At last Tuesday’s Board of Education Meeting, the district African American Parent Advisory Council (AAPAC for short) was asked to share an update of our work. I felt lucky to be able to present alongside some of the AMAZING parent leaders in our district! (In case you missed it, I’ll share more about THAT in a future post! In the meantime, you can see it a video of the entire meeting here.)
While I was there, I took the opportunity to speak up during Public Comment about my experiences as a SFUSD parent and parent advocate. While I am humbled by the amazing work I and other parents have achieved this year, and by all the amazing support structures that have recently been put in place to help parents like me, I am also very aware of the work we still need to do in our schools around truly partnering with families.
I am a big believer in Truth Telling. Though it may be difficult at times, it is important to speak up, even when what you have to say causes folks discomfort. Change is uncomfortable. And, if you are about racial and social justice, that necessarily means you are about challenging what’s comfortable, or in other words, the status quo.
With this in mind, I’m sharing my statement with you, dear readers. (With a few additions/revisions). I do this in the hopes that in hearing MY truth, you may connect with some truths of your own. And together we can work together to make all our schools warm, welcoming, inclusive places for all families and children.
Talk to the Hand
When my family first arrived at our new middle school we were excited. We had come from a small elementary with a deeply caring staff and a principal that always welcomed parent partnership. We looked forward to having similar experiences at their middle school.
Unfortunately, our recent experiences have not lived up to our expectations.
Even though my daughters LOVE their teachers and peers, they often say they want to go to another school. This is a heartbreaking statement no parent wants to hear.
Since the beginning of school my girls have witnessed fights, been called derogatory names, been hit on the back of the head with a flying milk carton, and had their wallet stolen along with their peers.
Whether we like it or not, these formative experiences will be forged into my daughters memories of their 6th grade year.
As a former middle and high school educator, I know no school is perfect and have looked for ways to support my school. Nonetheless, my efforts have been met with great resistance.
This is the sign that greets families when they enter our school. It is emblematic of my family’s experience there.
It shows the picture of a White policeman holding his hand up to bar entry. It reads: “STOP! Security Alert!” And then goes on to explain rules and protocols for entering the site. I understand the EXTREME importance of ensuring the safety of staff and students. Nonetheless in the age of #BlackLivesMatter, I was shocked to see such a sign at the entrance of our school.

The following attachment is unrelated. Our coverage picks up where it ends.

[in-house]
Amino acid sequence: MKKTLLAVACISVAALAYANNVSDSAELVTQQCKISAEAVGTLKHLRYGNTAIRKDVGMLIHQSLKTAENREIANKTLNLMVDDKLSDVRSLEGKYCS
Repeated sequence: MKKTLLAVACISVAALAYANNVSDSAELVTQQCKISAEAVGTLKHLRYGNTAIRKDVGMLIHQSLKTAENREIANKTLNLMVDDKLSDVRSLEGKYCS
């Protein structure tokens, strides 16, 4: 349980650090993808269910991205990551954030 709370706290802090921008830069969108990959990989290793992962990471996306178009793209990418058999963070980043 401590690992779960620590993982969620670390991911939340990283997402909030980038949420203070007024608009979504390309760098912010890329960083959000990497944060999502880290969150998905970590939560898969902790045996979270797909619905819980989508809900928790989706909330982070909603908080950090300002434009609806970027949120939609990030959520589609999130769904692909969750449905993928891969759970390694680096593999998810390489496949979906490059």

Nowhere could I find a sign saying “Welcome families!”
When I showed the sign to my husband, he said it should read: “Talk to the hand.”
When I began hearing about fights on campus, I asked about supervision. I was told, “We’re good.”
When I learned about a parent engagement committee at the school and asked to join, I was told “We’re full.”
When I asked about starting a Black parent group last May, I was told “Let’s start one”. Despite my continued requests, I haven’t heard back since.
This experience has felt like “Don’t ask, don’t tell.”
Despite these negative experiences, I don’t want to go to another school. My daughters have incredible teachers, caring after school staff, and amazing friends.
I want to be a part of a school community that welcomes me and my children. I want to be a part of a school community that seeks out diverse perspectives. I want to be a part of a school that appreciates the time and expertise I and other parents are willing to donate for the betterment of all our students.
Shawn Ginwright, author of Hope and Healing in Urban Education — How Urban Activists and Teachers are Reclaiming Matters of the Heart, says: “Research suggests that hopefulness is the function of agency, the belief that one can change things, and pathways, opportunities to act to achieve a desired goal.”
Despite these negative experiences, I choose to believe I can change things. (That’s agency.)
Now, Board of Education Commissioners, district and site administrators… it’s your turn. As stewards, architects and engineers of our education system—I am asking YOU to take action. Build pathways to allow me, and other parents, students and staff to actively partner with our school.